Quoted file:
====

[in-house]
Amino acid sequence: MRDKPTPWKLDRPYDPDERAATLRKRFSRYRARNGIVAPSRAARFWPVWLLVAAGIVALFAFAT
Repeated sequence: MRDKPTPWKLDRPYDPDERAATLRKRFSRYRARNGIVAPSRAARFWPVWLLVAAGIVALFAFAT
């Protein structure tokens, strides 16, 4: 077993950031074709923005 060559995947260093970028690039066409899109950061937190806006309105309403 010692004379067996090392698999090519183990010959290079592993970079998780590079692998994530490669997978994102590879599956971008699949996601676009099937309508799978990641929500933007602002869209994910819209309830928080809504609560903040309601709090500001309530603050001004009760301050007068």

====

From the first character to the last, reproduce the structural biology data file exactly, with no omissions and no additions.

[in-house]
Amino acid sequence: MRDKPTPWKLDRPYDPDERAATLRKRFSRYRARNGIVAPSRAARFWPVWLLVAAGIVALFAFAT
Repeated sequence: MRDKPTPWKLDRPYDPDERAATLRKRFSRYRARNGIVAPSRAARFWPVWLLVAAGIVALFAFAT
């Protein structure tokens, strides 16, 4: 077993950031074709923005 060559995947260093970028690039066409899109950061937190806006309105309403 010692004379067996090392698999090519183990010959290079592993970079998780590079692998994530490669997978994102590879599956971008699949996601676009099937309508799978990641929500933007602002869209994910819209309830928080809504609560903040309601709090500001309530603050001004009760301050007068």